Banks and airlines, he says, promise a free round-trip ticket for 25,000 miles to consumers who sign up for a credit card affiliated with a frequent-flier program. But then the consumer is unable to find a flight for that number of miles.
“I would love to see the airlines get their hands slapped in a significant way, but I think they’re savvy enough to protect themselves,” Winship says. “In a court of law, the airlines would be able to point to all the fine print related to the programs.”
Big ‘misconceptions’
Maya Leibman, president of American Airlines’ AAdvantage program, says “one of the biggest misconceptions” is that “getting award tickets is impossible.”
Last year, AAdvantage members redeemed more than 165 billion miles and received than 7 million free flights, upgrades and car rentals. “Award redemption is one of the areas where our best customers give us the biggest kudos,” Leibman says.
During the recession, award redemption at American and other airlines was brisk, and the airlines relied on frequent-flier programs to generate revenue.
“During the difficult economic times, the program enabled some carriers to generate enormous amounts of money by selling miles to third parties,” says Nawal Taneja, professor emeritus at Ohio State University’s aviation department.
Citibank, which issues credit cards affiliated with American, paid $1 billion for the airline’s AAdvantage miles in 2009, according to 10-K documents the airline filed in February 2010 with the Securities and Exchange Commission.
American’s rival, United Airlines, brought in $774 million in revenue from its Mileage Plus program that year, 10-K documents filed by United show.
Last year, American issued 185 billion AAdvantage miles, and 62% of them were sold to program participants, documents filed with the SEC show. The airline’s ancillary revenue increased by more than 5% to $2.4 billion because of increases in passenger service charges, fees and increased revenue from the sale of mileage credits.
The frequent-flier programs of legacy airlines such as American and United have also given the carriers a competitive advantage, says Darin Lee, an airline expert for Compass Lexecon, an economic consulting company.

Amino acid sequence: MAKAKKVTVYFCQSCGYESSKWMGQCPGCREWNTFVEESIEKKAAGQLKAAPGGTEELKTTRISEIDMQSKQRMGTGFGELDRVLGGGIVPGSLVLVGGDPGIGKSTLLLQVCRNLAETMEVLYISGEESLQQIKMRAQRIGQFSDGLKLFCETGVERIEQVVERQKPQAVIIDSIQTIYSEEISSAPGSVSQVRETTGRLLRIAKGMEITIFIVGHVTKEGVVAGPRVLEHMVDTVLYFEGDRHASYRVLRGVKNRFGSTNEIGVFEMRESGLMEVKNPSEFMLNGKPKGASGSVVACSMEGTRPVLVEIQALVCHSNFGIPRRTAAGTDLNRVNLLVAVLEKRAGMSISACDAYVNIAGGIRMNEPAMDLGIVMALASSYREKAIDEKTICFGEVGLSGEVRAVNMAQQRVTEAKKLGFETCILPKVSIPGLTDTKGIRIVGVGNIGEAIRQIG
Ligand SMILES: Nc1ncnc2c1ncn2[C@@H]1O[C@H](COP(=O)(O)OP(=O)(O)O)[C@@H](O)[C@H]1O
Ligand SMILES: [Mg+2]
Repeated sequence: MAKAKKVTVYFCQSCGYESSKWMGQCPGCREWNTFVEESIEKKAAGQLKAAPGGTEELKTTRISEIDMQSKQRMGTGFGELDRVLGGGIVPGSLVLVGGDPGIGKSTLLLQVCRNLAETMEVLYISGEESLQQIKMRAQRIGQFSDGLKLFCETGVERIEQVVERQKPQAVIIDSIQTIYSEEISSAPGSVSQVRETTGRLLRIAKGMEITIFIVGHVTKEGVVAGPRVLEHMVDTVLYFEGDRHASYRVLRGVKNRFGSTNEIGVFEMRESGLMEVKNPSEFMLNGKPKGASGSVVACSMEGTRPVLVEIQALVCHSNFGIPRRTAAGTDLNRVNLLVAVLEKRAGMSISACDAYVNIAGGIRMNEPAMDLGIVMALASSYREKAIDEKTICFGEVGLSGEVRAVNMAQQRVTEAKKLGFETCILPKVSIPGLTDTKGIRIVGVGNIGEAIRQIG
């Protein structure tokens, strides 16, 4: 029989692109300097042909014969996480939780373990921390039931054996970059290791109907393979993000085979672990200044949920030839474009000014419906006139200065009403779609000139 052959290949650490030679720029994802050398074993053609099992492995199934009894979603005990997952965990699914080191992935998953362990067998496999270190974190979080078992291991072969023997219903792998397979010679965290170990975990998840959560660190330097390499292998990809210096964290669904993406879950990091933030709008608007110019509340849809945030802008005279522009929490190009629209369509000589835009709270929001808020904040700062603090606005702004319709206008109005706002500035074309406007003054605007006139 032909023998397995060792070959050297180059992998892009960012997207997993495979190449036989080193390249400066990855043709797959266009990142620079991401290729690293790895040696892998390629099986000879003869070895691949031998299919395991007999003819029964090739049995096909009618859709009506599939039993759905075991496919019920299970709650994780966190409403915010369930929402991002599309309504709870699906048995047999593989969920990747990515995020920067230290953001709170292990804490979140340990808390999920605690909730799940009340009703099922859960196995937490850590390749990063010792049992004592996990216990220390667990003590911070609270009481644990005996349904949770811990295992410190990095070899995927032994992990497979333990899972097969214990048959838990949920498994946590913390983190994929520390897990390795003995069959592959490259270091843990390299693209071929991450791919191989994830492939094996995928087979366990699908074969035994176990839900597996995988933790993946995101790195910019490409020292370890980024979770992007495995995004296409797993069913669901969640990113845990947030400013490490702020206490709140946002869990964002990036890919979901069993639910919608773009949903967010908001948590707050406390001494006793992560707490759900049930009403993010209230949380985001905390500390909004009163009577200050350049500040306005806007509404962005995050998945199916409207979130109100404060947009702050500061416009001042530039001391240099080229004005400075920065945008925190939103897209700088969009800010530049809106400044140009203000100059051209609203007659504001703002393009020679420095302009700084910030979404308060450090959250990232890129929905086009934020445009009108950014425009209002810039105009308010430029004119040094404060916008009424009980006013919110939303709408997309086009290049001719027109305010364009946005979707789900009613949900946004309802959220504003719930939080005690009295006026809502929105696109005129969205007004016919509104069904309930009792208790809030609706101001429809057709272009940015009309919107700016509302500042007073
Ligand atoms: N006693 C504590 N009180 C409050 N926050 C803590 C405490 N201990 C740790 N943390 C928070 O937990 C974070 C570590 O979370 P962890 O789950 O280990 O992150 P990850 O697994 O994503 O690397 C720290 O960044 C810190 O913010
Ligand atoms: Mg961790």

“Frequent-flier programs have been a very successful means for the legacy carriers to differentiate themselves from the low-cost carriers,” Lee says. “At a time when air travel has become highly commoditized, the programs that allow passengers to redeem miles to exotic destinations not served by low-cost carriers have afforded the legacy airlines a competitive edge.”
Legacy airline Delta pleased infrequent mileage earners in February by eliminating its policy of miles expiring after two years of account inactivity. Miles in nearly all competitors’ programs expire after a certain period of inaction.
“Customer perception has been that airlines are not sufficiently customer-centric,” says Taneja. “Delta’s move could improve customer perception and distinguish the airline and its brand.”
Petersen, the frequent-flier expert, calls Delta’s move “a yawner” and “a public relations” move. He doesn’t expect other carriers to follow suit.
Delta’s move doesn’t create “a lot of corporate pressure” on other airlines’ programs,” Winship says. “Airlines’ least-profitable customers are the people who are most affected by Delta’s move.”
While infrequent mileage earners celebrate Delta’s decision, many of the airlines’ best customers — frequent business travelers whom the programs were designed to reward — are disgruntled.
Businessman Richard Hadden, a member of eight frequent-flier programs, says the programs have become “far less attractive” to fliers who have been flying for more than 20 years.
Yet, the author and professional speaker from Jacksonville admits, the loyalty programs still have him under their spell.
“I’ll pay more to fly Delta because of its program,” he says, “and even endure a change of planes en route, rather than fly cheaper and direct on an airline that doesn’t allow me to concentrate my mileage.”